Sunday, March 28, 2010

The Living Room Bed

Last week Peggy Shifflett, author of The Living Room Bed: Birthing, Healing and Dying in Traditional Appalachia, presented me with my very own copy of her self-published book.



The author, Peggy Shifflett.

I edited this book for her back in January and early February. I really enjoyed working with her and learned that this type of work, that is, editing for folks, is something I desire. I like editing. I think I do a decent job and Peggy seemed pleased.

I really liked being able to hold the finished product in my hands. I stood salivating over it for the longest time after I returned home with it. It is a bit memoir, a bit history, a bit nostalgia, and partly social commentary. I understand from Peggy that she already has quite an audience for her books in the Shenandoah Valley.

She also thanked me in the acknowledgements, which was very kind. This is the fourth book that has mentioned me in the acknowledgements and I am always quite flattered. I also suspect that being mentioned in a book acknowledgement is not something that happens to anyone very often, so I feel very humbled by that.



The cover of the book.



The back of the book.

With chapters such as Midwives of Hopkins Gap, Gender Mattered, Recovering from Childhood Illnesses and Courtship and Marriage, a reader can obtain a historic and eye-opening understanding of the hard life of Appalachian mountain folk prior to the 1960s (and some of these people still live like this today).

Peggy talks about how difficult it was to sleep three or four children to a bed, what it was like to have to go outside to the outhouse, and how horrible it was to be a girl in a patriarchal and overly religious society. Her insight into these kinds of social mores is fascinating. She also interviewed a wide range of folks in Virginia, covering a stretch from Grayson County to Rockingham County, so the book offers up numerous perspectives of the hard life of mountain folk.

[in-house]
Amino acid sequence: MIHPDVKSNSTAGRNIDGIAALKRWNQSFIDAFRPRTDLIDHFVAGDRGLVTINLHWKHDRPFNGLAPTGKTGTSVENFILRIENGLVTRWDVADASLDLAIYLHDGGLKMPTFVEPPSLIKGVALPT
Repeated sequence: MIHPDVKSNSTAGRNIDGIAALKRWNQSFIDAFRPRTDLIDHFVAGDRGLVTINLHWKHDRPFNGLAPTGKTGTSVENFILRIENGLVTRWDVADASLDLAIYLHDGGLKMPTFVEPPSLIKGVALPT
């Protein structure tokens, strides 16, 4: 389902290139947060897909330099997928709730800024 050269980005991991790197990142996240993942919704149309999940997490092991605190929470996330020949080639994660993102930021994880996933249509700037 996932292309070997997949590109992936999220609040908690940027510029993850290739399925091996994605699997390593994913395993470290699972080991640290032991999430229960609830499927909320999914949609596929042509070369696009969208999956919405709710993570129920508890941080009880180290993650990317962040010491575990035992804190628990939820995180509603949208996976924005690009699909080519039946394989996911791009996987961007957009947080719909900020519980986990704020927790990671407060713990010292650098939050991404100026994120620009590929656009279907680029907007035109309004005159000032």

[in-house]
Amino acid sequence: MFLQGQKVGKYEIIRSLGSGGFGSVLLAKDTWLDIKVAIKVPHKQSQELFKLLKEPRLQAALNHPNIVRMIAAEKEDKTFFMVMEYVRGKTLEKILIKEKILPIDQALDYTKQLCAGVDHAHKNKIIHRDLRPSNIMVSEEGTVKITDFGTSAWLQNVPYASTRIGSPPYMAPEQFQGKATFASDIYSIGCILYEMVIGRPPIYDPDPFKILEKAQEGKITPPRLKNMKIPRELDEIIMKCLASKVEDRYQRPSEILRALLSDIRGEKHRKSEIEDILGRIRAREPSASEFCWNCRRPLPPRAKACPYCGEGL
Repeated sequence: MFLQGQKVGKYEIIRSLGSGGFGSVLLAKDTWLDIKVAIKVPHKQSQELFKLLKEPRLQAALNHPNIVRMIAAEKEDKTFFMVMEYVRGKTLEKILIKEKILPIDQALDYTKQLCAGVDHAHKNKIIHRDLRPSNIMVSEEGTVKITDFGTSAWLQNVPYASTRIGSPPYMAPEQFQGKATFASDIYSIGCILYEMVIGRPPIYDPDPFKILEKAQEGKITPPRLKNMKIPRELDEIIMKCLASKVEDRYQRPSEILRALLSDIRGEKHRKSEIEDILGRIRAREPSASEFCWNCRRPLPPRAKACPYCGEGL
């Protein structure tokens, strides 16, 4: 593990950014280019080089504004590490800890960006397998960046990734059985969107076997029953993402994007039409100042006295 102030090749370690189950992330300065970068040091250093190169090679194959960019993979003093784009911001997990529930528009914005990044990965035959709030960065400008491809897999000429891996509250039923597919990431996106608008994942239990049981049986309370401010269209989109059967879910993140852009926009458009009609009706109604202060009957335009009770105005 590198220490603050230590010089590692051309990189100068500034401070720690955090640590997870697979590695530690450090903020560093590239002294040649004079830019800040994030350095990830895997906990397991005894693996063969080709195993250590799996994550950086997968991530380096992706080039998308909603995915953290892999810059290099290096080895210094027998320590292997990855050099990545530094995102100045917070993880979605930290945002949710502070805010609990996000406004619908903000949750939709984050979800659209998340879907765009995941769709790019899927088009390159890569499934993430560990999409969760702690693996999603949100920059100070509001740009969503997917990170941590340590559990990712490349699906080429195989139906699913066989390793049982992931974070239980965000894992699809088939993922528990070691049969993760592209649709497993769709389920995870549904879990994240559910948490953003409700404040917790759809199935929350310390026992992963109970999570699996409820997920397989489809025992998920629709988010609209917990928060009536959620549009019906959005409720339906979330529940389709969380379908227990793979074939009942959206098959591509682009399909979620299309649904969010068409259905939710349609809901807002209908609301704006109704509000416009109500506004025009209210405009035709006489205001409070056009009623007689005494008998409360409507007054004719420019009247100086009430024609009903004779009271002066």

If you have any interest in Appalachian history, folk life, or folklore, I urge you to look for one of Peggy's books in gift shops in the Shenandoah Valley. You can also order directly from her. She is in the process of putting up a website but you can email her for ordering information at pshiffle@radford.edu. The book lists for $22.


Disclosure: I'm not receiving any money for promoting this book, but I was paid to edit it.

4 comments:

  1. I'm a few chapters into The Living Room Bed already, and I love it!

    This book (as well as her two other books) are must-haves for those who appreciate the Appalachian way of life.

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  2. I love reading history like this. I'll have to look for this book. We had an old house in Saratoga Springs, NY that had what the previous owner called a "birthing room" off the kitchen. What that did for my imagination!

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  3. I appreciate your comments. My book may be ordered by calling 540-580-6330. Thank you. Peggy

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  4. I am named after grandmaw mollie,
    I'm ethel conleys great granddaugher. I haven't got to read the book yet though. I'm sure its good.

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